Memo to UK’s new air strategists: let numbers talk
By Robert Cole
The author is a Reuters Breakingviews columnist. The opinions expressed are his own.
After years of make-do-and-mend, the UK is once again arguing about the Londonās airport capacity, and the possibility of a third runway at Heathrow. Most people seem keen only to rubbish plans they dislike. The right approach is to give airtime to all ideas – and then make a firm decision.
Much depends on the demand which needs to be met. It is certain that London currently caters for 140 million passengers per year. The trend is certainly upwards, if capacity is available. But could it almost triple to 400 million by 2050 as Londonās mayor, Boris Johnson, thinks?
At best, any forecast is a guesstimate. The actual number will be determined by many things: the economy, technology, flight patterns, environmental concerns and competition from trains and airports outside of London, and outside the UK. But a prediction is crucial, so the analysis needs to be rigorous and intelligent, independent of any purely political preferences.
The expected demand then needs to be set against the three possible policy options. First, the government could decide to maximise the existing airport capacity at Heathrow, Gatwick, Stansted and Birmingham. This option might encompass a third runway at Heathrow. It certainly could lead to an integrated transport policy based on high-speed rail links. That could make London a stronger hub while also meeting environmental imperatives.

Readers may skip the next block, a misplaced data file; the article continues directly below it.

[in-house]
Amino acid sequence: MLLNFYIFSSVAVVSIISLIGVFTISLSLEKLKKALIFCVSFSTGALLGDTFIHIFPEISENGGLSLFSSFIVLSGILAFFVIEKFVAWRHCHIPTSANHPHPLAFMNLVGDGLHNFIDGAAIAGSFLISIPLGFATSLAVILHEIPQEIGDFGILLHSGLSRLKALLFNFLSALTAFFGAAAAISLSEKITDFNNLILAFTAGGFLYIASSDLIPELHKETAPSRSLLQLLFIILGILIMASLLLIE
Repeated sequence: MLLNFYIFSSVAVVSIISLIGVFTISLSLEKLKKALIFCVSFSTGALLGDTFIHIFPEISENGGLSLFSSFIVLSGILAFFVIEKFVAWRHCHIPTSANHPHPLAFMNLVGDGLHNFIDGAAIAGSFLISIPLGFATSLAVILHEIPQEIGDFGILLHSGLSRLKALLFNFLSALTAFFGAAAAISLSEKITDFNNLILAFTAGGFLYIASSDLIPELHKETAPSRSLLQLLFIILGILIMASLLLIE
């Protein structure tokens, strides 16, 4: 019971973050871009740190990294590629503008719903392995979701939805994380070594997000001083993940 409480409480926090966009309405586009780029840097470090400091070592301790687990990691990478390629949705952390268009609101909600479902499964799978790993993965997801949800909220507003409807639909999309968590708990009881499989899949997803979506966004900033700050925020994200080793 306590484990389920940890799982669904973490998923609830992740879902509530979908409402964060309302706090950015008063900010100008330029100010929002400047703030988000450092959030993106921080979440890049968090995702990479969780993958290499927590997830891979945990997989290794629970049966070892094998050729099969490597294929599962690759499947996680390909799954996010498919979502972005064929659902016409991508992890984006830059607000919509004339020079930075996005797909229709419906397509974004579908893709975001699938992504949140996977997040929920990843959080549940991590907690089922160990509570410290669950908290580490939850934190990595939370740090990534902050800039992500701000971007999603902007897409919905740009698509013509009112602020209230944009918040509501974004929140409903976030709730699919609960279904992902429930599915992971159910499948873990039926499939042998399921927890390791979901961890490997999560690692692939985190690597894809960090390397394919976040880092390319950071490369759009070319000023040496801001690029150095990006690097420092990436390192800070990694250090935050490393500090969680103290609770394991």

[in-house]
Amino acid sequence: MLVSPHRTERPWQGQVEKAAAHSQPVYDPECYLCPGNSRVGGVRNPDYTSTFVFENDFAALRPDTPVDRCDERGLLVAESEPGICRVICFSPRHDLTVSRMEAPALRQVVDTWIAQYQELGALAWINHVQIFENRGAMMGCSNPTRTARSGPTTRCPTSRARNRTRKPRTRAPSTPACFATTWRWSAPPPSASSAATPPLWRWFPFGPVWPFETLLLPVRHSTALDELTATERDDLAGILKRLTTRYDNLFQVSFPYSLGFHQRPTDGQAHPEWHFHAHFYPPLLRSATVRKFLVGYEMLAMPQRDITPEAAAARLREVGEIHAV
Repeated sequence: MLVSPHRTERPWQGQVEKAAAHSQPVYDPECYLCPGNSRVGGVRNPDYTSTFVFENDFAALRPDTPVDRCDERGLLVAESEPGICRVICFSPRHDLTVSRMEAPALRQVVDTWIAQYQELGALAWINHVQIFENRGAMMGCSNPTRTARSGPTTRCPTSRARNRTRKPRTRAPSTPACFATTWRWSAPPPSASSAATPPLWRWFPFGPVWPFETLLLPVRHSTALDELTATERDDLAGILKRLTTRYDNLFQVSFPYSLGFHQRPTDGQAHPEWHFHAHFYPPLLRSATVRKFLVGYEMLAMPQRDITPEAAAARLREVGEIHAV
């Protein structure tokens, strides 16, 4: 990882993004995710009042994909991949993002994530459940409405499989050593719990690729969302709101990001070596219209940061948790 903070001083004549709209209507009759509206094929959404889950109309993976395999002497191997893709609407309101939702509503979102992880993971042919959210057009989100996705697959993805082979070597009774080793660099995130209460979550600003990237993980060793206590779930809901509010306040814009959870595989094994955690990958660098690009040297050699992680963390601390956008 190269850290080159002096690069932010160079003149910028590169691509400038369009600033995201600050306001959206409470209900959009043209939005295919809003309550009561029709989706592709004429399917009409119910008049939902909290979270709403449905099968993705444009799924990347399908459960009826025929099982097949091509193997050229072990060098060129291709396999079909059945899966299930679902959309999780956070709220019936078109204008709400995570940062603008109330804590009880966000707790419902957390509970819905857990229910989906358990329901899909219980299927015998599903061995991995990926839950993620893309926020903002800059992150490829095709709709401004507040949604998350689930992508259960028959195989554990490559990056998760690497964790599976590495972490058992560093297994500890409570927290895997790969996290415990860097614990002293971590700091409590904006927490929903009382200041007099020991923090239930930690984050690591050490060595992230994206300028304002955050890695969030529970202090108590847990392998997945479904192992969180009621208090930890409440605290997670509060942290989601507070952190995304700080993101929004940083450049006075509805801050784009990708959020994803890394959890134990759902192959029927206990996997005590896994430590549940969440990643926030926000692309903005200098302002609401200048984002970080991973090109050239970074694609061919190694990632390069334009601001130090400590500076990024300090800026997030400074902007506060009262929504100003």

The second policy option is European. Hub airports in Paris, Amsterdam and Frankfurt already have 14 runways among them – perhaps enough to take care of all the increase in air traffic demand in northwest Europe. Co-operation – coupled with investment in stronger terrestrial transport links to and from London – might spur more economic growth across the region than would come with selfish attention on the UKās hub position.
Finally, if the most robust passenger forecasts are accepted, an all-new Thames estuary airport might be the answer. Favoured by the London mayor, it would provide a pleasingly direct, if hugely expensive, solution. The indirect stimuli could prove very powerful too. And the commitment to a brand new London airport would show that Britain can pull hard on the lever marked āthrustā.